This building actually seems to pull off Faux-Historic better than most.

The protest banner does a good job conveying the scale of the building, but is misleading (perhaps not intentionally) because what is being constructed will not be a bright yellow windowless cube... it will in fact be a building much like those already found around town from decades past in well-established neighborhoods.

I'd like to see some renderings of the proposed structure which show neighboring houses (including the angle from the protest banner)... I'm just finding it difficult to be offended by this building. But, I don't have to live next door to it, and I don't live in Irvington.

However, I would gladly replace two less-dense but completely ugly (IMHO) properties across from my house with the Irvington Squire. :-)
The neighborhood's position, which appears to be roundly supported by the city Landmarks Commission, is that it is an attractive building that is just too large for its site, which is a particularly sensitive location in that three National Register landmark buildings -- including two on the same block -- are located nearby. In all, there are seven national landmark buildings in the vicinity.

I think the Commission's preliminary judgement is largely based on the fact that the overall bulk and scale of the proposed building is dramatically greater than any other building in the area. It size simply overwhelms its neighbors and doesn't meet the design standards that are mandatory approval criteria in an Historic Conservation District.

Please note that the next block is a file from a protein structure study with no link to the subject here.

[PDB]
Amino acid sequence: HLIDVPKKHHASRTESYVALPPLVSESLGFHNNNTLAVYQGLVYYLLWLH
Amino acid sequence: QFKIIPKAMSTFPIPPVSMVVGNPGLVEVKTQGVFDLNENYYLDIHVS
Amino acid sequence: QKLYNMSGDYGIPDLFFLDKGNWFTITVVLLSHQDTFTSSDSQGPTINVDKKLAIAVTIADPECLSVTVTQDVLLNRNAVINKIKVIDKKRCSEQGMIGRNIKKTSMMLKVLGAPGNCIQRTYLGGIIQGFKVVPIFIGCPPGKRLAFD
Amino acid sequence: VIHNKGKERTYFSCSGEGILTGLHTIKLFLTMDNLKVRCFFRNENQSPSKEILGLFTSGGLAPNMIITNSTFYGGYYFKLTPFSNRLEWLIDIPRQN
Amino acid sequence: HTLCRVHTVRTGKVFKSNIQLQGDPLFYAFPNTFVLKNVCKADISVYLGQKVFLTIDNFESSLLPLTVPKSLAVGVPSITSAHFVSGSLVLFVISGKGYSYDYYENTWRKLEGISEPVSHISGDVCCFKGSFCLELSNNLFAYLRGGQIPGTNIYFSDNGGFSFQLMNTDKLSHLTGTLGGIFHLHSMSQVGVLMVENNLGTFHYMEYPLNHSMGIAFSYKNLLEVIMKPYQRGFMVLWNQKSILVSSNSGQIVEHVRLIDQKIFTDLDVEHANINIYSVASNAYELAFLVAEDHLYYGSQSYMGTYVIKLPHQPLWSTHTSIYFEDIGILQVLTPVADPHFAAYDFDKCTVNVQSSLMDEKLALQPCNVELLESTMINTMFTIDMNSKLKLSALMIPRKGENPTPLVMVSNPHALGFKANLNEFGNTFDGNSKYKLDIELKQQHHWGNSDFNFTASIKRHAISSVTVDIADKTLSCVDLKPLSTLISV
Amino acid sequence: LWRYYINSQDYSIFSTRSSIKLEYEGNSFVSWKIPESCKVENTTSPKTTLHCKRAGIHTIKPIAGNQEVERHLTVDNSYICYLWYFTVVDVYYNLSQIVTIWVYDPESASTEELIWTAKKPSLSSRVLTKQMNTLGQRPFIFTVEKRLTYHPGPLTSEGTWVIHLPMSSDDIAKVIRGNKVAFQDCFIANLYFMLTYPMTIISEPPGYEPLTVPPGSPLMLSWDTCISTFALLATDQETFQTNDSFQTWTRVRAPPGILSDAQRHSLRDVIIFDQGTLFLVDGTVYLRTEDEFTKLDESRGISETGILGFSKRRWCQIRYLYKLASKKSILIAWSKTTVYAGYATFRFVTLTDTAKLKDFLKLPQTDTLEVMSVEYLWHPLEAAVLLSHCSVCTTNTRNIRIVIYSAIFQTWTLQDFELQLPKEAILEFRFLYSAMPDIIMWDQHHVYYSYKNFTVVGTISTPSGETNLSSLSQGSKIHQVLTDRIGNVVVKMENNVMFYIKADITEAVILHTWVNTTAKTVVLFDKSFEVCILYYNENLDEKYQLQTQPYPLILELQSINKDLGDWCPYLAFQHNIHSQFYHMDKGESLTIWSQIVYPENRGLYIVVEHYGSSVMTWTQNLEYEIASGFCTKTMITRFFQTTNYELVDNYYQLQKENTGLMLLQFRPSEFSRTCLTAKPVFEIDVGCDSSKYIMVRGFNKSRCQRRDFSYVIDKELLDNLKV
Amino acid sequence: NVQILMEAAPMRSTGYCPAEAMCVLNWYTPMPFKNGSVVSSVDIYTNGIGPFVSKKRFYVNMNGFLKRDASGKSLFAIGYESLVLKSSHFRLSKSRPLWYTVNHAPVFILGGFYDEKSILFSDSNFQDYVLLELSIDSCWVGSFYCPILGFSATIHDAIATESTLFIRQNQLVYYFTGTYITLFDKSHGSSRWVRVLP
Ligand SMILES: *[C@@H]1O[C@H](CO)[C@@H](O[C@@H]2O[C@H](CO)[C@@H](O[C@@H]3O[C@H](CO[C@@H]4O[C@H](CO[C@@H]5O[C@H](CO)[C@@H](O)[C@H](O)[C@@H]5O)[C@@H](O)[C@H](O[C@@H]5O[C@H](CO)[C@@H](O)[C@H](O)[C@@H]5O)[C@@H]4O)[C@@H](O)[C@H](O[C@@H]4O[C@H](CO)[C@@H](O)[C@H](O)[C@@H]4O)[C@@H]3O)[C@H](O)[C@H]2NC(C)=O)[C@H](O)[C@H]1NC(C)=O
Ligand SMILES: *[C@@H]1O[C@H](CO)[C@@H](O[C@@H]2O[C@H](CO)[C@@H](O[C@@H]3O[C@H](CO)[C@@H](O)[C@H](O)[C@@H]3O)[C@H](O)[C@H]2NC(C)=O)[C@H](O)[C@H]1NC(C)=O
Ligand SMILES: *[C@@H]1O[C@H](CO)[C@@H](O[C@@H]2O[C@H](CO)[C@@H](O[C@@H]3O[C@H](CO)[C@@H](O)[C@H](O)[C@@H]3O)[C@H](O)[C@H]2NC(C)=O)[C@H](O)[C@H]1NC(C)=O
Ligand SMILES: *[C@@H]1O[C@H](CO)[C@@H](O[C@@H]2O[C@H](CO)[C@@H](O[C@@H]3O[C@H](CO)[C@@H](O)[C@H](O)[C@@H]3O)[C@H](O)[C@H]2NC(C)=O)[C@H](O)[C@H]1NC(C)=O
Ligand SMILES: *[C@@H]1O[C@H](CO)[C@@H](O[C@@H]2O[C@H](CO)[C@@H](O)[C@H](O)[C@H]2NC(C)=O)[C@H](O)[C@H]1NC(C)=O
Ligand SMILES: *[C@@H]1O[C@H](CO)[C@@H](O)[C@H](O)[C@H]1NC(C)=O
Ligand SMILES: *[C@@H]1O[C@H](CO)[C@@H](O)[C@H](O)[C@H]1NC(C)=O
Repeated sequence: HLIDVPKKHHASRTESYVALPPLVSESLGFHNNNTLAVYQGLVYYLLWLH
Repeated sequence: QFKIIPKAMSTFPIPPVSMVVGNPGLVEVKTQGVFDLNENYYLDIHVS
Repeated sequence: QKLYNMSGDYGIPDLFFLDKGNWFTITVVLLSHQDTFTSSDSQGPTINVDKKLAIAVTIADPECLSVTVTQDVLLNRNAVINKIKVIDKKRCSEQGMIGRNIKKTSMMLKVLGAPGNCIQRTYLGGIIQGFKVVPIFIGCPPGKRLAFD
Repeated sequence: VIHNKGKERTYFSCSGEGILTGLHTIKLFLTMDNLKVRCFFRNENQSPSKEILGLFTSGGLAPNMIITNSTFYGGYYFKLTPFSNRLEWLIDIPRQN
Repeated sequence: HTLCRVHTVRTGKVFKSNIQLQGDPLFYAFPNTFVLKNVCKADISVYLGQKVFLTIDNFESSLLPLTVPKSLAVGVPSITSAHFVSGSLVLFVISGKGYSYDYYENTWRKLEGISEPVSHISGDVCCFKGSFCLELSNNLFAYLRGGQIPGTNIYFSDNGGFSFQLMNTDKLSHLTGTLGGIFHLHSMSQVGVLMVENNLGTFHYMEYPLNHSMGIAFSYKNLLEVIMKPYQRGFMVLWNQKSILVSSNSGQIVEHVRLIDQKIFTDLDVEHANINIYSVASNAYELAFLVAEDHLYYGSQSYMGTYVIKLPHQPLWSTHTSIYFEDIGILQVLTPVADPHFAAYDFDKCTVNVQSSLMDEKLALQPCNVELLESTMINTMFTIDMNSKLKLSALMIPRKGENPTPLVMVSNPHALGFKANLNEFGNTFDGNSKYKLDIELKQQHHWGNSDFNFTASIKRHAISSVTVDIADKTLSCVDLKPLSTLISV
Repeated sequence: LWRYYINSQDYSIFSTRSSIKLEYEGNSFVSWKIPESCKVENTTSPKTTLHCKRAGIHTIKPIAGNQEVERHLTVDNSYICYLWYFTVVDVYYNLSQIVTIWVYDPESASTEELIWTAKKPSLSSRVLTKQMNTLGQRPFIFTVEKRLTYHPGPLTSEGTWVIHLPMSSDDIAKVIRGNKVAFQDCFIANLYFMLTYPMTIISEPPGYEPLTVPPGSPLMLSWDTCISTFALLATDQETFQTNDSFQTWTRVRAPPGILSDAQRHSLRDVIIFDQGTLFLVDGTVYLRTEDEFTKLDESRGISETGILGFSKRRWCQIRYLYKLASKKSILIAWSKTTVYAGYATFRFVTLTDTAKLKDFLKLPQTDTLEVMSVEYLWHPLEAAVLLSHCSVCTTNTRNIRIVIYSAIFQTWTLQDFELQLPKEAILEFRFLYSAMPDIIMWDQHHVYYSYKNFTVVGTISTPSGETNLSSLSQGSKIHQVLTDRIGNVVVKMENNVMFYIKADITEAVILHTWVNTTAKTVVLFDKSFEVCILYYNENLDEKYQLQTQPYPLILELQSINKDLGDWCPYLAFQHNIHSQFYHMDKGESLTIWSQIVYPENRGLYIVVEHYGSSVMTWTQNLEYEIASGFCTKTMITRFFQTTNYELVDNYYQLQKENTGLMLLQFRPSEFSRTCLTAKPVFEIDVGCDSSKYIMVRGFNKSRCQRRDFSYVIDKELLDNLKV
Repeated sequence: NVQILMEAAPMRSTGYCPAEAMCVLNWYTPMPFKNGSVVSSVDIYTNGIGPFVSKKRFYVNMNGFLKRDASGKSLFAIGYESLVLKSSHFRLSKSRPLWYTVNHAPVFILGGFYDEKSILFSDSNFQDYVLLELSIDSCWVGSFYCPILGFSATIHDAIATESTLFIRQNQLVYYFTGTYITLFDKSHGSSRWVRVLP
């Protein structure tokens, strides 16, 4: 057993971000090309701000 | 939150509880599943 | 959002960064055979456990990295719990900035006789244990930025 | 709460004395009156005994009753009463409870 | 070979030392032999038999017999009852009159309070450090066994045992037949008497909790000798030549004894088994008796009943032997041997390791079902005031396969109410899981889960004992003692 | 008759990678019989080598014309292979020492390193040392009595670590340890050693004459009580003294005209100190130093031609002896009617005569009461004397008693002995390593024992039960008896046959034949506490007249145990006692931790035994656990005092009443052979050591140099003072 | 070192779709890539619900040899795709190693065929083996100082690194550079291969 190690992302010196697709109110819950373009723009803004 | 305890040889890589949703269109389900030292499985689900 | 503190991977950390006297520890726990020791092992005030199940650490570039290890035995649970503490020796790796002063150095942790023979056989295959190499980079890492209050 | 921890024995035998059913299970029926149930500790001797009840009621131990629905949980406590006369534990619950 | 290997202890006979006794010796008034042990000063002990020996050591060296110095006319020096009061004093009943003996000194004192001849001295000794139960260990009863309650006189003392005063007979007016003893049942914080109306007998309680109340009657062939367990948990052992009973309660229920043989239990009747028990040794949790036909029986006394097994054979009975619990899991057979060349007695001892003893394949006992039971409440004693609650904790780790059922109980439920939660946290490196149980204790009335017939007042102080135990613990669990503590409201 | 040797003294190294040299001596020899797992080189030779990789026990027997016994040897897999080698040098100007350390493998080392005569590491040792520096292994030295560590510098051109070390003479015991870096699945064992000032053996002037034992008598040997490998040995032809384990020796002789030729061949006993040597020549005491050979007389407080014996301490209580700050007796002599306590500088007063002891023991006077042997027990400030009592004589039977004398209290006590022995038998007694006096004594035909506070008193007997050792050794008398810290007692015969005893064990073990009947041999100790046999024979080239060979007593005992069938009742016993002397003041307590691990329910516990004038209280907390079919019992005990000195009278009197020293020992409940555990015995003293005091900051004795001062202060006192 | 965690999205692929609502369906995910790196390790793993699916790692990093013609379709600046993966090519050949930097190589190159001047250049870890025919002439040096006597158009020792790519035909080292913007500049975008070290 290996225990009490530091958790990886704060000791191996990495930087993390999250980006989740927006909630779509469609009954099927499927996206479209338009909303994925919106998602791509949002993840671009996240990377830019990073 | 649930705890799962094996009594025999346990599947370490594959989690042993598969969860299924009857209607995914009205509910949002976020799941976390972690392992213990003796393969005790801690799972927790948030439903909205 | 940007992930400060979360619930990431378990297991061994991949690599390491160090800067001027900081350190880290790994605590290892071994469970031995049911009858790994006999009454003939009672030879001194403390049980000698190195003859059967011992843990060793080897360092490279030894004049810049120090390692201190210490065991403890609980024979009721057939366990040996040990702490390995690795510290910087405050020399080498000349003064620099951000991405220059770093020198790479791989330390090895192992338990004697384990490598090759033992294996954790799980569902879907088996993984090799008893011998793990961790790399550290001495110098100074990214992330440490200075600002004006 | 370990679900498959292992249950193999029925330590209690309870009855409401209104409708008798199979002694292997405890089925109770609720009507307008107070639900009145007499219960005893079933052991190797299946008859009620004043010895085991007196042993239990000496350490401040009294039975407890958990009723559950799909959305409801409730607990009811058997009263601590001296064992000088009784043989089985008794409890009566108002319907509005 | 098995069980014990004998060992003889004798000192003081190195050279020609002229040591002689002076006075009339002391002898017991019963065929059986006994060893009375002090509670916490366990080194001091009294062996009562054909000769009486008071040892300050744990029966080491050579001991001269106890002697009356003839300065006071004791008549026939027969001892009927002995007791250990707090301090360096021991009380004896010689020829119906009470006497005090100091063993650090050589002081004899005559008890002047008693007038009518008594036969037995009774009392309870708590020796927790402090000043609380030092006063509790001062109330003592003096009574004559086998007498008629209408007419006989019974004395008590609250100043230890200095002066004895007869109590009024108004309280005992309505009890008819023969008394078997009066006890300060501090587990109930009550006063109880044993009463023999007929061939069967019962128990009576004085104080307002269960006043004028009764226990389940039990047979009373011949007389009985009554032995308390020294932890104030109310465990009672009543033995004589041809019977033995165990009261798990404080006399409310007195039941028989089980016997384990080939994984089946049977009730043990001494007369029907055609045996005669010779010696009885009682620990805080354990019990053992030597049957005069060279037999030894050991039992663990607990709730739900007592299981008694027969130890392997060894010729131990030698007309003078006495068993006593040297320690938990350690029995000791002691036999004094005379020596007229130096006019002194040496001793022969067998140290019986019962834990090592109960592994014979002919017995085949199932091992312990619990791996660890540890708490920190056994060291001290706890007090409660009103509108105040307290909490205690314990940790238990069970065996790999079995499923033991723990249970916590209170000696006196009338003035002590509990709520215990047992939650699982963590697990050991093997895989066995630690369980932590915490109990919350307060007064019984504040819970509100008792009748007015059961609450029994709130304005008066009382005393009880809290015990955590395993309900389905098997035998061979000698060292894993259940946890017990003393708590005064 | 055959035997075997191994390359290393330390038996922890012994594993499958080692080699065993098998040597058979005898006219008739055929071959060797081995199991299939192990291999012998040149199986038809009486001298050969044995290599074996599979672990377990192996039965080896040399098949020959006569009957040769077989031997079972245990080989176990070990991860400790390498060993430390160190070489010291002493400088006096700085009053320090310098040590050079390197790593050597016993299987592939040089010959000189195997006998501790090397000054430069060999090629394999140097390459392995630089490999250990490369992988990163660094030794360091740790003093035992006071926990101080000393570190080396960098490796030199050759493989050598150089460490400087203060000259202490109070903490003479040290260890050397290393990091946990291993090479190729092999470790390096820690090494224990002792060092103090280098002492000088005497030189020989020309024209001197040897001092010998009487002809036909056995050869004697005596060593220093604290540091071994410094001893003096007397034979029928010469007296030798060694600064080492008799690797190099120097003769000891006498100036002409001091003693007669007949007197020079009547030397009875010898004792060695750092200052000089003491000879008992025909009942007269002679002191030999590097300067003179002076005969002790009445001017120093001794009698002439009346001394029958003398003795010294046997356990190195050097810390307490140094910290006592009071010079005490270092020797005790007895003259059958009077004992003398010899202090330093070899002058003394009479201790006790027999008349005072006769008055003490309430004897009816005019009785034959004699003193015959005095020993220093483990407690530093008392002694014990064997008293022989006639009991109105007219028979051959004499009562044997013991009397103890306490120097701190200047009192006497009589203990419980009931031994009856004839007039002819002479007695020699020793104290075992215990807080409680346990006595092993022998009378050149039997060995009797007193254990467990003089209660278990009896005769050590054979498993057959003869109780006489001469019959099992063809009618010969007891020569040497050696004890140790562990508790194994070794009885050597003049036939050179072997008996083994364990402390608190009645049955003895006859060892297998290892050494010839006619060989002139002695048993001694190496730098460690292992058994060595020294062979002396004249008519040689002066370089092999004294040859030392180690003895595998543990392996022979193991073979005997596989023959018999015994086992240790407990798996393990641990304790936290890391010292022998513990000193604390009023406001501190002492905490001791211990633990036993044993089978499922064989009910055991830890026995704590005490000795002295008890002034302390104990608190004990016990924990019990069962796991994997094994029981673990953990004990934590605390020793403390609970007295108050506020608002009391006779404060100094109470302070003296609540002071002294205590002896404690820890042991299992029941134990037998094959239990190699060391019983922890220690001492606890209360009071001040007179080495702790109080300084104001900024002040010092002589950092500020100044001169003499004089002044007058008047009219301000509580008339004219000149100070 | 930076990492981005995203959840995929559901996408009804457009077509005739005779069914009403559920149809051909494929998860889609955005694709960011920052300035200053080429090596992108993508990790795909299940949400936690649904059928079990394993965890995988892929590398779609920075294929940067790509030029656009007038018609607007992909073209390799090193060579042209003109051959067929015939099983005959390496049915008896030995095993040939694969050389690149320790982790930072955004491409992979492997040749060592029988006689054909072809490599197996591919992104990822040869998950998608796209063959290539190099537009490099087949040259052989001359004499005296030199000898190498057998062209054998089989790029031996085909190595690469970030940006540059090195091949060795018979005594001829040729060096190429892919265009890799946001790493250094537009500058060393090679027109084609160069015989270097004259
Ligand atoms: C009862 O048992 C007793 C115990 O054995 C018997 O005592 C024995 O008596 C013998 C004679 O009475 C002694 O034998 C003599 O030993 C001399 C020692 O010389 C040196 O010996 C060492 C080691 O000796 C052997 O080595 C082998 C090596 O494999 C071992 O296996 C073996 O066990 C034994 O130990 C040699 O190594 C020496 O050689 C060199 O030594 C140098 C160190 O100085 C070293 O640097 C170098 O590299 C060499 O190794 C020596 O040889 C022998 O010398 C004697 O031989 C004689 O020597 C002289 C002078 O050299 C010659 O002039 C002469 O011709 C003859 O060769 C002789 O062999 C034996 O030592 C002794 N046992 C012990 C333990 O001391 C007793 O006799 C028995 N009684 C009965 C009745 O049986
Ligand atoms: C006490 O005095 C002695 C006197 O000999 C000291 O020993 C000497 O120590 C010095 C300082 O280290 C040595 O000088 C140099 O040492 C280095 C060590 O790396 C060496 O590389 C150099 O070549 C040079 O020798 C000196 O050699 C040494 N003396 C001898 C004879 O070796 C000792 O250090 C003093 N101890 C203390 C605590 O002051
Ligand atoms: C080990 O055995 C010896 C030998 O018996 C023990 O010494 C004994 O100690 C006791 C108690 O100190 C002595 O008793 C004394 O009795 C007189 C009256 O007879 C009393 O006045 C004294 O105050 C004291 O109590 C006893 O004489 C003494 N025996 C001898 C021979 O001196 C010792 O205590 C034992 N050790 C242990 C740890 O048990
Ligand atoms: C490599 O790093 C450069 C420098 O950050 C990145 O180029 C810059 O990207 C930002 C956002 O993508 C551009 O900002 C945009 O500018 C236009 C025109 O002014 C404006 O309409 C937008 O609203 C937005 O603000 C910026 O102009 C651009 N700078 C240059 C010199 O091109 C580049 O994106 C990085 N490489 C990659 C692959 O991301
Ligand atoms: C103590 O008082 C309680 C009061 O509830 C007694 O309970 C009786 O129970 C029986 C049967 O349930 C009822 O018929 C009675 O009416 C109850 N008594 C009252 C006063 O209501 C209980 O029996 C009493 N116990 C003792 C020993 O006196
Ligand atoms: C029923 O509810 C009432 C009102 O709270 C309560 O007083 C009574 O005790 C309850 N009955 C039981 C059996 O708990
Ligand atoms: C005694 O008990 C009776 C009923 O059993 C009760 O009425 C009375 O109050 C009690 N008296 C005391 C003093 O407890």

From that standpoint, it's a pretty straightforward call. The neighborhood has said that it could support this very same project if it is no taller than 54 feet and has a greater setback from NE 15th that will maintain the important visual corridor that helps define NE 15th avenue as the "gateway to Irvington" and that also will have the additional virtue of helping to save the mature street trees along that street. Here again, another defining characteristic of the neighborhood.

So, in the end, we do hope the project gets built, but at the proper scale and configuration on the site.
Well, .... The proposed building seems OK to me. If it is architectually appealing and recalls historic building ideas, then why oppose it? If ding code allows, and it will reflect archtectual style, then Portland is better off for good buildings where good people will live.
What better way to honor the rich history of the gentrification of that neighborhood than by keeping more affordable housing out of the mix?

Fight on, you proud baby boomers, for your cause is wealthy!
Landmarks Commission says: "Design review guidelines DO trump code..."

And then, City Council and LUBA say: "no they don't..."

Seriously, has this question not been adjudicated before? It's pretty fundamental. And who would want to live in a can of worms, anyhow?
I want to know why the city continues to approve the building of new high rises in town when we can't fill the ones we've already got built. We've seen numerous articles written in the last year about these buildings sitting at half residential capacity and many cannot fill the commercial spots open at ground level.
Five stories is by no means a "high rise".

Take a look at buildings like 530 NW 23rd Ave (a different part of town, true) for a building which is essentially 5 stories tall at the north end, and was built in 1912.

Such buildings are a relative rarity outside of downtown, but they do exist. Typically, walk-ups were limited to 3-4 floors (most people don't like to climb lots of stairs on a daily basis), but with elevators, 5-6 story buildings became more economical, while still maintaining a modest scale.

There is a sweet spot at 5 to 6 stories where you can get away with 1 or 2 relatively inexpensive hydraulic elevators to serve a whole building. As you start to get taller, you need more expensive elevators and/or more total elevators, stronger construction methods, etc.

But 5 stories does not a "high rise" make.

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